SAM LYONS – Some Day
I try to think back on what I was doing when I was fifteen and, in comparison to Sam Lyons, it seems the answer is not much. There are lots of standout youths in today’s musical landscape as I’m reminded of every year during the Launchpad competition (one that Lyons’ two bands – Stereocolor and Moon Jelly – have dominated for the last few years). It’s probably some combination of better instructional materials (video, especially), better gear, more accumulated knowledge and better instructors that make the younger generation so much more developed at an early age. Whereas I was barely beyond bar chords and learning how to roll a joint – or possibly even make a fist, Lyons is using close harmonies, complex jazz chord progressions and multi-instrumentalist capabilities to compose and record some impressive music.
It’s a little curious why Lyons would release a solo collection before either of his bands produced a real album. As a solo artist he fits squarely into the Jack Johnson mode of jazzy, confessional pop music with an emphasis on vocals. In his bands, the music becomes something more than that and differentiates itself a bit more. Lyons is also a skilled band leader and has a natural ability to interact with and command attention from an audience. Perhaps guided by the surely immense knowledge and experience his father Phil has had in the music business, Lyons chose to push his songwriting and other remarkable skills beyond the local boundaries before coming back to focus on his bands.
At any rate the level of sophistication in the writing is truly remarkable. Lyons also seems to have accumulated an unusual perspective on his life and the music business in particular. It’s one thing to hear a fifteen-year-old muse over the disintegration of a romantic relationship but it’s another thing to hear a somewhat skeptical outlook on the music business itself, before he’s even had a chance to really savor either.
Music is surely at the core of this young person’s being as he intones on “Takin’ It Easy”: Writing songs and recording every night / It’s just a routine of my daily life. But Lyons also understands what a privilege this is for him and one can sense his trepidation at the thought that this could all be taken away from him, either by virtue of life’s fundamental evolution or by outright rejection. “Catastrophe” is a telling recount of these fears, where people end up on the street, victims of a music business that throws artists away on a regular basis. It will be interesting to follow Lyons’ own personal trajectory as well as his music as he grows, coming to terms with life’s realities and the harsh nature of capitalism and reconciling those with the vision and drive of the artist.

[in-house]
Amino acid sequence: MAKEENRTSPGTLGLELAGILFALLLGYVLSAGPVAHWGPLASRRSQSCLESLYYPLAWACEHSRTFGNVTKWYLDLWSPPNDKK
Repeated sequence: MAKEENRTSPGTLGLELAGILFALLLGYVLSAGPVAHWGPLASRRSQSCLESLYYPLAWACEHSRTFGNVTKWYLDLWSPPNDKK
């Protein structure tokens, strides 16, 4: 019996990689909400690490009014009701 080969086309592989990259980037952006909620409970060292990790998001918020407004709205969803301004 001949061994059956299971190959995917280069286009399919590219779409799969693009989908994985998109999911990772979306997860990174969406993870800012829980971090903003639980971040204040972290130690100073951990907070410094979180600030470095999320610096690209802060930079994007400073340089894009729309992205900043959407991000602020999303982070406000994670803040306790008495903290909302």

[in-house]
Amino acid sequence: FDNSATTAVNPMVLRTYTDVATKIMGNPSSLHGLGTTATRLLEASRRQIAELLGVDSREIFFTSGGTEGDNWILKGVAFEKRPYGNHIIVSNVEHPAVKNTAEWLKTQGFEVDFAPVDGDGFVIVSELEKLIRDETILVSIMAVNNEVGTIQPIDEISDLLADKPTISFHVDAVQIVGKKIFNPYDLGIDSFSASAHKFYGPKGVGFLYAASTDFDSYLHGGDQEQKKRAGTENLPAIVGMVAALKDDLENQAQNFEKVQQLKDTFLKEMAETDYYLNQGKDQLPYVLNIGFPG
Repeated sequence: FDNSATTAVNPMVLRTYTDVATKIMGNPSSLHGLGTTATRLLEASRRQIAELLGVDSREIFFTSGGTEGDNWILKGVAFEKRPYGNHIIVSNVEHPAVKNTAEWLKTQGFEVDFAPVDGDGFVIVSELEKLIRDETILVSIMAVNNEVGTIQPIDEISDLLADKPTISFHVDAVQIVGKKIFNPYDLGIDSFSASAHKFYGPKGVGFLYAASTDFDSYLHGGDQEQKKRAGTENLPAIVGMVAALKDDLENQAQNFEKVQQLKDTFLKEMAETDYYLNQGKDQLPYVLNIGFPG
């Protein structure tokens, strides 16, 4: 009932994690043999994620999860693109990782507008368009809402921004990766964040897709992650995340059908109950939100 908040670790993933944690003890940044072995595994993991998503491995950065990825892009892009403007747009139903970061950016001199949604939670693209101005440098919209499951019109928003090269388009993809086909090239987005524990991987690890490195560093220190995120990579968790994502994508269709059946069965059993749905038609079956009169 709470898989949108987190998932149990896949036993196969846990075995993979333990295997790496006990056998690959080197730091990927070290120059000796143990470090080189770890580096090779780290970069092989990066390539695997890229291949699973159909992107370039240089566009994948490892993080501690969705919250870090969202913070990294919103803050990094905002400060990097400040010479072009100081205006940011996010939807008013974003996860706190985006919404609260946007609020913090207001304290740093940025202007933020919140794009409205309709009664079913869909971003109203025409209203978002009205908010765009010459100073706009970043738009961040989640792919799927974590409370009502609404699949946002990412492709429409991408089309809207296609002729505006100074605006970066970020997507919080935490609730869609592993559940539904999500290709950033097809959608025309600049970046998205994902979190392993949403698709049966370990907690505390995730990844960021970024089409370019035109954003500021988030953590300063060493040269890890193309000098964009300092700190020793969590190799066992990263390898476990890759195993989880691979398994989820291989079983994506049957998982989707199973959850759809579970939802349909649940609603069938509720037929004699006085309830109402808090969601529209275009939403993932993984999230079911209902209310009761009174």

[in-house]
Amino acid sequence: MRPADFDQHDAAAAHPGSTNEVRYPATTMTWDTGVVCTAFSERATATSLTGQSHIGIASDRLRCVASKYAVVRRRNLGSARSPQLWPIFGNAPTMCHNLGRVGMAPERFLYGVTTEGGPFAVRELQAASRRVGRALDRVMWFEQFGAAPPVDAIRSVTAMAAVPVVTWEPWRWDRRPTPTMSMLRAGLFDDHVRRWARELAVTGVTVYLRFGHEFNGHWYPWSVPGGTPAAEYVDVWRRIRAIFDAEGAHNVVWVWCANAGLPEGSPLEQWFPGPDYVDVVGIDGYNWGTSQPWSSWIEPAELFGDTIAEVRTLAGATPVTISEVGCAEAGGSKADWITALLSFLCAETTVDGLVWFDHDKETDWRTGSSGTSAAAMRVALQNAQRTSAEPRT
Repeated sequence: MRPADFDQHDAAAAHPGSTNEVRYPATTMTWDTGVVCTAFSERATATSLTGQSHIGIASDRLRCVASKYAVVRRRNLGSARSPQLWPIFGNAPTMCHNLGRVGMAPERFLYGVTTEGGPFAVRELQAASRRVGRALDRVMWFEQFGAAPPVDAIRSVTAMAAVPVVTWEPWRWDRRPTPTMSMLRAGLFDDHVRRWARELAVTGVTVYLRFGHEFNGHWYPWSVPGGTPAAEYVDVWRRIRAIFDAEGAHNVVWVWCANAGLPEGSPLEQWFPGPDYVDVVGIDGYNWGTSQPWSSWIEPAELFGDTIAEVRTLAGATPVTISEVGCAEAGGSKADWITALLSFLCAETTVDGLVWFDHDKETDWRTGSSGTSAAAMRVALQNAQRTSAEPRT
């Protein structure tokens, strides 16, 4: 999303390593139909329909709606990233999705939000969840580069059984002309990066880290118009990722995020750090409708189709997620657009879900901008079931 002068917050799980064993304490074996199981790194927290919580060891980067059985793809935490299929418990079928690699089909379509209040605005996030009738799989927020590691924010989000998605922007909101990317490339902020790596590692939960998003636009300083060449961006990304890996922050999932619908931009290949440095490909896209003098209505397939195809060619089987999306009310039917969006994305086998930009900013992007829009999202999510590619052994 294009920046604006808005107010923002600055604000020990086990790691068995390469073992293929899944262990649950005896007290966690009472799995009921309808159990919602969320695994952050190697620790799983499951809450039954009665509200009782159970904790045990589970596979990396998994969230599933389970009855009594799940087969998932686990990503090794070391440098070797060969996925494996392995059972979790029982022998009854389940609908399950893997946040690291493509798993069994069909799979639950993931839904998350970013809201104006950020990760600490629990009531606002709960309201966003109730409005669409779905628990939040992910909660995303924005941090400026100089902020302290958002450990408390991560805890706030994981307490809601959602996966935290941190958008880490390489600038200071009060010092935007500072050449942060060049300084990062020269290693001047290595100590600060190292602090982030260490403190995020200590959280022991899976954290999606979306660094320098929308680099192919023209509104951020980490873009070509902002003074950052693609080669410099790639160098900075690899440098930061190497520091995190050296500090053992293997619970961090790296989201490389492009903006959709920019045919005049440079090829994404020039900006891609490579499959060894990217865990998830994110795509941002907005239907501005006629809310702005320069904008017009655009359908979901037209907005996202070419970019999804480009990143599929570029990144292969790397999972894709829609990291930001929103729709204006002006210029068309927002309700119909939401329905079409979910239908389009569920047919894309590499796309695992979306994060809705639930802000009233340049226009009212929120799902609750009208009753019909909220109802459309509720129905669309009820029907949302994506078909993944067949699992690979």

Some Day is primarly Lyons on vocals and guitar. “Takin’ it Easy” changes that up with piano and there are a couple appearances of trumpet and violin along with scattered keyboards. “The Way You make Me Feel” is given a remix treatment as the album’s closer where auto-tune and programming sound almost out of character after eleven songs of solo pop excursions. The music does start to become repetitious but guitar players will surely recognize the talent Lyons possesses as a guitarist with a finely-tuned sense of rhythm and phrasing. The title track is a standout with a complex right-hand pattern, jazzy chording and some really tasty playing on the fade-out. “Stay With Me” also breaks the mold a bit. A song penned to a pet (probably a dog), it’s delivered with a poignant, childlike charm.
There is little doubt that Some Day is just Lyons barely getting his feet wet in terms of what he is capable of. My money is on him to win a Grammy in his life – some day. – Rick Tvedt